ChefLand 100 Percent Organic Hand Poured Beeswax

In between mineral oil coats, you can also use a stick of natural beeswax to rub into the grain and pores of the surface. This provides additional protection against liquids. After you rub the beeswax in, buff it to a nice glow with a clean cloth.

Close up of mineral oil spread on a wooden cutting board | Foodal

Here’s an extra tip for new cutting surfaces: When you first get a new wooden board or block, the rule of thumb is to oil and/or wax daily for the first week, once a week for the the next month, and once a month thereafter.

A Family Heirloom

With its warm tones and kind knife surface, a wood cutting board is a beautiful and practical tool for the kitchen.

Care for it with daily cleaning, regular sanitizing, and routine maintenance, and a well-made board will last for decades – and it may even become a family heirloom!

And do consider getting a separate rubber or plastic mat for prepping animal proteins – they provide an excellent surface for food safety, and free up time otherwise spent cleaning and sanitizing.

Do you folks have any questions about wood cutting boards? Drop us a note in the comments below, and check out our article on how to choose a cutting board. It has all the details you need to consider before making a purchase!

Don’t forget to Pin It!

 The natural tones of wood cutting boards, or a butcher block add warm hues to any kitchen décor - and it’s one of the kindest materials for a knife edge. But they do need special care to keep them clean, sanitary, and looking their best! We’ve got all the details on the best natural methods right here.

Photos by Lorna Kring, © Ask the Experts, LLC. ALL RIGHTS RESERVED.See our TOS for more details.

About Lorna Kring

Recently retired as a costume specialist in the TV and film industry, Lorna now enjoys blogging on contemporary lifestyle themes. A bit daft about the garden, she’s particularly obsessed with organic tomatoes and herbs, and delights in breaking bread with family and friends.

9 thoughts on “Butcher Blocks and Wood Cutting Boards: The Best Natural Methods for Care and Cleaning”

    • It depends on the amount of use Tucker, but in general I oil weekly.

      But it also depends on the types of food being used – my board gets treated every couple of days when processing acidic tomatoes at harvest time.

      With use, the high-traffic area of wooden blocks take on a dull, matte appearance – and this is what I look for to prompt an application of oil.

      Also, I apply a board butter every six weeks or so for deeper conditioning.

      Thanks for asking!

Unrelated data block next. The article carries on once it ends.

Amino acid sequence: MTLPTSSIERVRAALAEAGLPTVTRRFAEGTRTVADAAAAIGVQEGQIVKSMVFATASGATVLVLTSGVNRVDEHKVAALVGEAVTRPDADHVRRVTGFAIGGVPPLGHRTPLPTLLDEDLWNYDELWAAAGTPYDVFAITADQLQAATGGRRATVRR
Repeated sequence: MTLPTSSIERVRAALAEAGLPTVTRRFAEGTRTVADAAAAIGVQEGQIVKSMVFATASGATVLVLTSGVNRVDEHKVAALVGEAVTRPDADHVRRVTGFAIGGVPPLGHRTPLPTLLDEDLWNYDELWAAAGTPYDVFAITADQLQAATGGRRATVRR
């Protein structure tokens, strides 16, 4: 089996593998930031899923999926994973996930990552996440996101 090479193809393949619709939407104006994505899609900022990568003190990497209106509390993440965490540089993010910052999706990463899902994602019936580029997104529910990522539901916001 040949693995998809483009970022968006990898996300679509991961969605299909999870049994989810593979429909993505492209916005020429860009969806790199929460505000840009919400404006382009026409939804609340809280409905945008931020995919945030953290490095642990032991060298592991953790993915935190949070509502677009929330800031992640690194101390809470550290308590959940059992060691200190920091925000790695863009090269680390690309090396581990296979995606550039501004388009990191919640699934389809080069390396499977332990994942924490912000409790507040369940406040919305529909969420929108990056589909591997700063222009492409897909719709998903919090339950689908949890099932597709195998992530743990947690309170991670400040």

1. I do a deep cleaning on mine about once a month.

    1. I wash with soapy water and rinse and then dry off
    2. I then cover the board with coarse salt and use half a lemon with juice as a scrub brush and let it sit for 5 minutes.
    3. then I remove the salt/lemon juice with a paper towel.
    4. I was the board again with warm soapy water and dry.
    5. Then I apply Boos Oil and let it soak in overnight.
    6. Next day I remove the excess oil.
    7. Then I apply Boos Wax and let it soak in overnight.
    8. Next day I remove the excess wax.

    That’s it done. Good for another 4 to 6 weeks. When I use the board normally, I just wash it with warm soapy water and immediately dry it. I also do not put the board under direct water coming out of the tap. I wet the scrubber and use the water from that to clean the board, that way I can control how much water gets on the board and absorbed into it.

  2. I just purchased a boos block. It is walnut. When I started to treat it with boos oil and cream I noticed the stain is coming off. What do I do? Is that normal? I can’t get a response from boos,

    • Hey Patricia, no it isn’t normal for the stain to be coming off – it should be sealed into the wood before it leaves the manufacturing facility.

      Personally, I wouldn’t use a board in that condition. There’s no mention on the John Boos website of the type of stain or finish they use, so I would err on the side of caution.

      There’s a toll free number on their contact page as well as email and snail mail addresses… have you tried all those options?

      Boos has a very good reputation, but unfortunately, I think your only solution is to return or exchange your board – chances are, the issue is an anomaly.

      Thanks for asking – hope you get a positive response from them.